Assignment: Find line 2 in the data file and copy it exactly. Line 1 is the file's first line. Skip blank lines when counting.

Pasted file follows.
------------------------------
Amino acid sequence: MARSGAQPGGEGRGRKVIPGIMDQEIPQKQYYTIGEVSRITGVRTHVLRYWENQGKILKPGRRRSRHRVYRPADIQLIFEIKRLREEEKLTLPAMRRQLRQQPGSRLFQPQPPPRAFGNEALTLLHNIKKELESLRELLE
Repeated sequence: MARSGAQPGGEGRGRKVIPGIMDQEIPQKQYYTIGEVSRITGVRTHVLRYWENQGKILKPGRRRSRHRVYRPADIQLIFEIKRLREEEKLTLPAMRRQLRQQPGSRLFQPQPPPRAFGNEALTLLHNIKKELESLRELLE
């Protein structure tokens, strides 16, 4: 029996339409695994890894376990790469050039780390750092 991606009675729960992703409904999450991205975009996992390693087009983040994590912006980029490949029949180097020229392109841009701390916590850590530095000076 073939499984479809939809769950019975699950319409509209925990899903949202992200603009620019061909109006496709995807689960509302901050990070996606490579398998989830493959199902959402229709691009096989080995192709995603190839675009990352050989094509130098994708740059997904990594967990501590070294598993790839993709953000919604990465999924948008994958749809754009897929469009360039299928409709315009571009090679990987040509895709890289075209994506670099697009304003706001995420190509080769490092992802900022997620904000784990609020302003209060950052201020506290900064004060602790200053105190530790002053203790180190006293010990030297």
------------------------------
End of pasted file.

Repeated sequence: MARSGAQPGGEGRGRKVIPGIMDQEIPQKQYYTIGEVSRITGVRTHVLRYWENQGKILKPGRRRSRHRVYRPADIQLIFEIKRLREEEKLTLPAMRRQLRQQPGSRLFQPQPPPRAFGNEALTLLHNIKKELESLRELLE